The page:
‘How exactly should they have prepared themselves?’
‘Got used to our customs.’ Harold pulled at his shoelace. ‘Learned a bit of our language, you know.’
‘I’m fairly sure they speak English, Harold.’
‘Well if they do, it’s only thanks to the Raj. You can’t just go marching into somebody else’s country and expect them to follow your rules, you know.’
‘India?’ said Dorothy.
‘No, Britain.’

As this is a character-driven novel, you spend a lot of time with these people – the entire time, in fact – but Cannon makes it worth your while. Aside from providing a reprieve in the form of Grace, who is a caring soul, the author takes time to de-construct how the neighbours’ personalities and biases can lead them to take action when most people would simply shrug and move on.

In terms of the whodunnit elements, the book sports rough pointers as to who might have caused the house fire that killed Walter’s mother, which is revealed at the end. (Have I said how awful these people are?) The mystery isn’t at the forefront and in fact the revelation, which is a bit murky and requires some thought, isn’t much of one – it does answer the question, but it’s only slight in terms of impact.

The ending itself, which returns to the mystery of Mrs Creasy, like the answer to the fire isn’t particularly interesting – Mrs Creasy’s non-presence is more akin to Du Maurier’s Rebecca – an off-stage character, no lines, yet nevertheless managing to make a sizeable impact.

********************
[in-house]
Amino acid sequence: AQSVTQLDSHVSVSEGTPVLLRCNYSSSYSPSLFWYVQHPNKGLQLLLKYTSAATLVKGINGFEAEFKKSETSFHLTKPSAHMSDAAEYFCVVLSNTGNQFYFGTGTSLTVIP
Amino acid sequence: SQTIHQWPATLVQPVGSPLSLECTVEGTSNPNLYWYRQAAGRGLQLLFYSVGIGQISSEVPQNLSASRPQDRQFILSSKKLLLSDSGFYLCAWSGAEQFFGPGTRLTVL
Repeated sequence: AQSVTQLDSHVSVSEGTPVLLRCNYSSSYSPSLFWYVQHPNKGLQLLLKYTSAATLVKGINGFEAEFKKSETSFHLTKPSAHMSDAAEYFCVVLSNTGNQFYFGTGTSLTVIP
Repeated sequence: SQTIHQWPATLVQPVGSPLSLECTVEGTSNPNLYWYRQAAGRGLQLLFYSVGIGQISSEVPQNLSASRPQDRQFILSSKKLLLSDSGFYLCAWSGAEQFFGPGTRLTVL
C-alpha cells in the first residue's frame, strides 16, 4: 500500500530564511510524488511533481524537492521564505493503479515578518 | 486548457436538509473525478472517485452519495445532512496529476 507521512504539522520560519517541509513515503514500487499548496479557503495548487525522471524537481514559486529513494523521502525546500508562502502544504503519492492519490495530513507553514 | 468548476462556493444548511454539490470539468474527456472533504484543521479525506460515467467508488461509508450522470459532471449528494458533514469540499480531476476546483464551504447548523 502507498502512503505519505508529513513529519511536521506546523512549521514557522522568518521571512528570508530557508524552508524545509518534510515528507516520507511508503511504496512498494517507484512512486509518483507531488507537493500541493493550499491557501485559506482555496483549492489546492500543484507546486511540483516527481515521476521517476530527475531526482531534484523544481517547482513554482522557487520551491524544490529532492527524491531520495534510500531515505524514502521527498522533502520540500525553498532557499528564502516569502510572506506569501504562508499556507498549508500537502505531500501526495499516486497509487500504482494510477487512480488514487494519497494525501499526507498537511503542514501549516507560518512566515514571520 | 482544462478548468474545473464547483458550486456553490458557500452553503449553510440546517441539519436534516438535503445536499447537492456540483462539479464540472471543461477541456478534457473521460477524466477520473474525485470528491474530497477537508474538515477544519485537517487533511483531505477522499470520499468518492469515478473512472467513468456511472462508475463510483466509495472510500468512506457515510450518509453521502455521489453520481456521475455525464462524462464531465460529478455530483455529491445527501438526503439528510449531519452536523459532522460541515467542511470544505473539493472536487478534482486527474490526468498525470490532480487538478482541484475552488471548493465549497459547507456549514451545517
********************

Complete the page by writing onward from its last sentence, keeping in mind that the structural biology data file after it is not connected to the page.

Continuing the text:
In case all the nastiness is wearing on you, Cannon offers moments of humour. Seen most prominently near the beginning in order that you start the book knowing the deal straight out, there is a chapter that is almost entirely dedicated to making you laugh.

The hall filled with people. It was far more crowded than the church had been, and pairs of jeans mixed with Sunday best. It appeared that Jesus pulled a much bigger crowd if He provided garibaldis.

[…]

No one mentioned Jesus.
In fact, I didn’t think anyone would have noticed if Jesus had walked into the room, unless He happened to be accompanied by an Arctic roll.

The Trouble With Goats And Sheep has a lot going for it. The detailing is excellent, the characterisation and dialogue spot on; many aspects of it are objectively very good, the subjective aspect falls firmly in the personalities. It’s altogether a well conceived and well-executed book, you just have to pick the right moment to read it.

I received this book for review.

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Mary

May 12, 2017, 10:13 am

You’re so right – those folk from the Avenue are awful! I loved the book though.

April Munday

May 12, 2017, 10:24 am

Ah, the summer of ’76. It was hot. We had some of our lessons sitting outside in the shade of trees in the grounds. 1976 was itself, apparently, some kind of golden year economically and in other ways which make people happy.

I wouldn’t be surprised if the heat made people do odd things. It was very hot. I’d forgotten about the water rationing. There were standpipes in the street. You had to go out to get water.